(We structure the execution this way because typically we are composing a string of operations into a single invocation of virt-customize). Alternatively this change could be a applied with a custom diskimage-builder element.

One Size Does Not Fit All: Multiple Overcloud Images

While the isolcpus argument may provide performance benefits for guest VMs on compute nodes, it would be seriously harmful to limit host processes in the same way on controller and storage nodes. With different sets of nodes requiring different arguments, we now need multiple overcloud images. Thankfully, TripleO provides an (undocumented) set of options to set the image for each of the overcloud roles. We'll use the name overcloud-compute for the compute image here.

When uploading overcloud images to Glance, use the OS_IMAGE environment variable to reference an image with a non-default name:

$ export OS_IMAGE=overcloud-compute.qcow2
$ openstack overcloud image upload

We can execute this command multiple times to register multiple images. To specify a different image for the overcloud compute roles, create a Heat environment file containing the following:

  NovaImage: overcloud-compute

Ensure that the image name matches the one registered with Glance and that the environment file is referenced when deploying or updating the overcloud. Other node roles will continue to use the default image overcloud-full. Our specialised kernel configuration is now only applied where it is needed, and not where it is harmful.

KVM and Libvirt

The Nova compute service will not advertise the NUMA topology of its host if it determines that the versions of libvirt and KVM are inappropriate. As of the Mitaka release, the following version restrictions are applied:

  • libvirt: >= 1.2.8, !=
  • qemu-kvm: >= 2.1.0

On CentOS 7.3, the qemu-kvm package is at version 1.5.3. This can be updated to a more contemporary 2.4.1 by adding the kvm-common Yum repository and installing qemu-kvm-ev:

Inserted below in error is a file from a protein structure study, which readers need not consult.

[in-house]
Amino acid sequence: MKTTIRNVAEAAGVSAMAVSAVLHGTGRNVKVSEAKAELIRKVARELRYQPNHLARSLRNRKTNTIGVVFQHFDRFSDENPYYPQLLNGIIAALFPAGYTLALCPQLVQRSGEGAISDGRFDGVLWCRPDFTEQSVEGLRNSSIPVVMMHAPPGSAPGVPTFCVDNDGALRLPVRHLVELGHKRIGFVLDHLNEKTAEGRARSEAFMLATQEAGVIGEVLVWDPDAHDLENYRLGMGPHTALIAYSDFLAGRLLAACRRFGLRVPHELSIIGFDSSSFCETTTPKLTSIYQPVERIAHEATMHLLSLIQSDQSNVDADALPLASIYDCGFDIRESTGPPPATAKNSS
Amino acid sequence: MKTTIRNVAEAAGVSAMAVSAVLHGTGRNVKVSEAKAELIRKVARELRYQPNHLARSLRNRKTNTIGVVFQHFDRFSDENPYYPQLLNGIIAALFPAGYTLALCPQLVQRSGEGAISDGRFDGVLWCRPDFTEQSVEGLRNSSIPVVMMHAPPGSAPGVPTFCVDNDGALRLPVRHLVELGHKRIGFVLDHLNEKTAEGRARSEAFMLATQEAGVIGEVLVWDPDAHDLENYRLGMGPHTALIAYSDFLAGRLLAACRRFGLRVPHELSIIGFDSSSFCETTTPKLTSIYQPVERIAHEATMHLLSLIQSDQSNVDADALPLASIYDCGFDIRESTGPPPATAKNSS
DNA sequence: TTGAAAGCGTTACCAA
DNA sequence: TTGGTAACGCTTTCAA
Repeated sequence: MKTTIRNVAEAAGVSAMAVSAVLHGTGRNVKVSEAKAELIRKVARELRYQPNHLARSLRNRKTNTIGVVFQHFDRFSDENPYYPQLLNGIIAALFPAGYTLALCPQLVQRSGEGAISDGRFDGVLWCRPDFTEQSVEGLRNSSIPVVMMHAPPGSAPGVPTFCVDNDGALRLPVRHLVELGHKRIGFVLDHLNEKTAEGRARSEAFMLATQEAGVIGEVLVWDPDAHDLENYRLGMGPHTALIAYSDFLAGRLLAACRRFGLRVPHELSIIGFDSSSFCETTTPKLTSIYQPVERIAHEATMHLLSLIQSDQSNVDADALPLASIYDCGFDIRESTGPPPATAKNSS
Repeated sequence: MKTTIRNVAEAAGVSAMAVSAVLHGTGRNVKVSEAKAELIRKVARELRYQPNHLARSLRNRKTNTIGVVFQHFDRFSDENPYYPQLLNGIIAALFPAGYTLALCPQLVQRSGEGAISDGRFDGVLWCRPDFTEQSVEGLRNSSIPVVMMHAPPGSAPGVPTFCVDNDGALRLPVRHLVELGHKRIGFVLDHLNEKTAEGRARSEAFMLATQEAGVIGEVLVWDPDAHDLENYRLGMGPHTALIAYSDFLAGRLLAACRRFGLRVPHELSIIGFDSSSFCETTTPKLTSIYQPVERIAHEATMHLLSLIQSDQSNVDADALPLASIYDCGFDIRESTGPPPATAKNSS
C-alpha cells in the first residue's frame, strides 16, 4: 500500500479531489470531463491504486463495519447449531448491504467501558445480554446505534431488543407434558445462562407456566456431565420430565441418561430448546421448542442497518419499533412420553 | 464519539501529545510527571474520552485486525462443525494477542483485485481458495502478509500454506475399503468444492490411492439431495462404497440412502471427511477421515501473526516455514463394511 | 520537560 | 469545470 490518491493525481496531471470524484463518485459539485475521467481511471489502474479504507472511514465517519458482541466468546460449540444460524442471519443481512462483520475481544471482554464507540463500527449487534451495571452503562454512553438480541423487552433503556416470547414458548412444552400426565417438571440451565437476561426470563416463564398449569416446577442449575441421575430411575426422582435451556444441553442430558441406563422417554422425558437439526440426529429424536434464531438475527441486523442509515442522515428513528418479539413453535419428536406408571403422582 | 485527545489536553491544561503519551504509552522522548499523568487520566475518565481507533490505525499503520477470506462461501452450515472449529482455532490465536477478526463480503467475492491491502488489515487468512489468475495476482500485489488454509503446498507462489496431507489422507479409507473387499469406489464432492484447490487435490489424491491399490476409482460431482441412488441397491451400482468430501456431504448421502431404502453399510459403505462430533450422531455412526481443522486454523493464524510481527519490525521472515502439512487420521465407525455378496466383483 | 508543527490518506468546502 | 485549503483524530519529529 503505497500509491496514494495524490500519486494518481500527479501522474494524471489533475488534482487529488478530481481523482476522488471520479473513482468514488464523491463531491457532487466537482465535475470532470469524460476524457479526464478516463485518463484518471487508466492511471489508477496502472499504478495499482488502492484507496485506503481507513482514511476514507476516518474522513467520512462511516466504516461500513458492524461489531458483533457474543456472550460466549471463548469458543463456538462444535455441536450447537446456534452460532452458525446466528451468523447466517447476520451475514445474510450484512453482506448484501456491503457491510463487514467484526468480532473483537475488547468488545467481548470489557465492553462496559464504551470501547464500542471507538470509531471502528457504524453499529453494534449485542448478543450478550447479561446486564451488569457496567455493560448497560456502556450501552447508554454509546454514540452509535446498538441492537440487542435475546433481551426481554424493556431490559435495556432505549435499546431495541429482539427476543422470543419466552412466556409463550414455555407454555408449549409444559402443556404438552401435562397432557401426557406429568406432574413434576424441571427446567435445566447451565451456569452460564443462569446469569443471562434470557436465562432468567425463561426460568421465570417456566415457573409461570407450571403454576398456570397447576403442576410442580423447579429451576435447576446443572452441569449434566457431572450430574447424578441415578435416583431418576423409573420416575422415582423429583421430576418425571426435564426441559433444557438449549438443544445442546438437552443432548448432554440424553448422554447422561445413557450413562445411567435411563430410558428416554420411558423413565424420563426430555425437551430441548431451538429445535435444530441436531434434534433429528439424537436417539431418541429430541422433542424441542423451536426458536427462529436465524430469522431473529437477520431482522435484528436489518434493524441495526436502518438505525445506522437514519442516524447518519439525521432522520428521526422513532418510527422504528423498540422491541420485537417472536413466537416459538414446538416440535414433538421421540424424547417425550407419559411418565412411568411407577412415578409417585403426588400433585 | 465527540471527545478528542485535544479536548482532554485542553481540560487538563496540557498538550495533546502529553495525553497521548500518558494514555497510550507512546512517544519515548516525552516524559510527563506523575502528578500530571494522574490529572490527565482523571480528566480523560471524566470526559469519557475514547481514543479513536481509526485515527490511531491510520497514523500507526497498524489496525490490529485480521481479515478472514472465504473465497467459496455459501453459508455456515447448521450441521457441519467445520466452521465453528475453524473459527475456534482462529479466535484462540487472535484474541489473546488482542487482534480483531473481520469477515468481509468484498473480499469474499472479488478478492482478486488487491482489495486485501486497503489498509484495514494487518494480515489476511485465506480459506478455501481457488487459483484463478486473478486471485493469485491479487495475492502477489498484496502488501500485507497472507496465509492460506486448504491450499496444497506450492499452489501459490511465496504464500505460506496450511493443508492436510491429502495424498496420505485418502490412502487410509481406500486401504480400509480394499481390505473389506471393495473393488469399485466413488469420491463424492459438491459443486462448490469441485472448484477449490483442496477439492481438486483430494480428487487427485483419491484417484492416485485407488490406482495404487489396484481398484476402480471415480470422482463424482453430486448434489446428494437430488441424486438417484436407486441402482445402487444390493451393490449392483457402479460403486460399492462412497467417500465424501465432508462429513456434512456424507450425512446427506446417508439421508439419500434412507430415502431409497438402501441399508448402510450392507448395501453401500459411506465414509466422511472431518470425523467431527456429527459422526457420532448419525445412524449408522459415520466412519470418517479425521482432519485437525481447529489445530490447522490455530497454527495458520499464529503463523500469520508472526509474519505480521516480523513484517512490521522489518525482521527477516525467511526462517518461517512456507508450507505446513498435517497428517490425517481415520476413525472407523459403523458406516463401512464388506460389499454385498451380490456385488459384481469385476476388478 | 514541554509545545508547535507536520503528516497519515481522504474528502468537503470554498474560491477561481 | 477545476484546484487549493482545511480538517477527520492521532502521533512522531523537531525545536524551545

$ cat << EOF | sudo tee /etc/yum.repos.d/kvm-common.repo
name=KVM common
$ sudo yum -y install qemu-kvm-ev

This should be applied to the compute nodes either after deployment or during the overcloud compute image build procedure. If applied after deployment, the openstack-nova-compute service should be restarted on the compute nodes to ensure it checks the library versions again:

$ sudo systemctl restart openstack-nova-compute

Kernel Same-page Merging (KSM)

Kernel Same-page Merging (KSM) allows for more efficient use of memory by guest VMs by allowing identical memory pages used by different processes to be backed by a single page of Copy On Write (COW) physical memory. When used on a NUMA system this can have adverse effects if pages are merged belonging to VMs on different nodes. In Linux kernels prior to 3.14 KSM was not NUMA-aware, which could lead to VM performance and stability issues. It is possible to disable KSM merging memory across NUMA nodes:

$ echo 0 > /sys/kernel/mm/ksm/merge_across_nodes

Some additional commmands are required if any shared pages are already in use. If memory is not constrained, greater performance may be achieved by disabling KSM altogether:

$ echo 0 > /sys/kernel/mm/ksm/run

Nova Scheduler Configuration

The Nova scheduler provides the NUMATopologyFilter filter to incorporate NUMA topology information into the placement process. TripleO does not appear to provide a mechanism to append additional filters to the default list (although it may be possible with sufficient 'puppet-fu'). To override the default scheduler filter list, use a Heat environment file like the following:

      - RetryFilter
      - AvailabilityZoneFilter
      - RamFilter
      - DiskFilter
      - ComputeFilter
      - ComputeCapabilitiesFilter
      - ImagePropertiesFilter
      - ServerGroupAntiAffinityFilter
      - ServerGroupAffinityFilter
      - NUMATopologyFilter

The controllerExtraConfig parameter (recently renamed to ControllerExtraConfig) allows us to specialise the overcloud configuration. Here nova::scheduler::filter::scheduler_default_filters references a variable in the Nova scheduler puppet manifest. Be sure to include this environment file in your openstack overcloud deploy command as a -e argument.

Nova Compute Configuration

The Nova compute service can be configured to pin virtual CPUs to a subset of the physical CPUs. We can use the set of CPUs previously isolated via kernel arguments. It is also prudent to reserve an amount of memory for the host processes. In TripleO we can again use a Heat environment file to set these options:

    nova::compute::vcpu_pin_set: 4-23
    nova::compute::reserved_host_memory: 2048

Here we are using CPUs 4 through 23 for vCPU pinning and reserving 2GB of memory for host processes. As before, remember to include this environment file when managing the TripleO overcloud.

Performance For All

We hope this guide helps the community to improve the performance of their TripleO-based OpenStack deployments. Thanks to the University of Cambridge for the use of their development cloud while developing this configuration.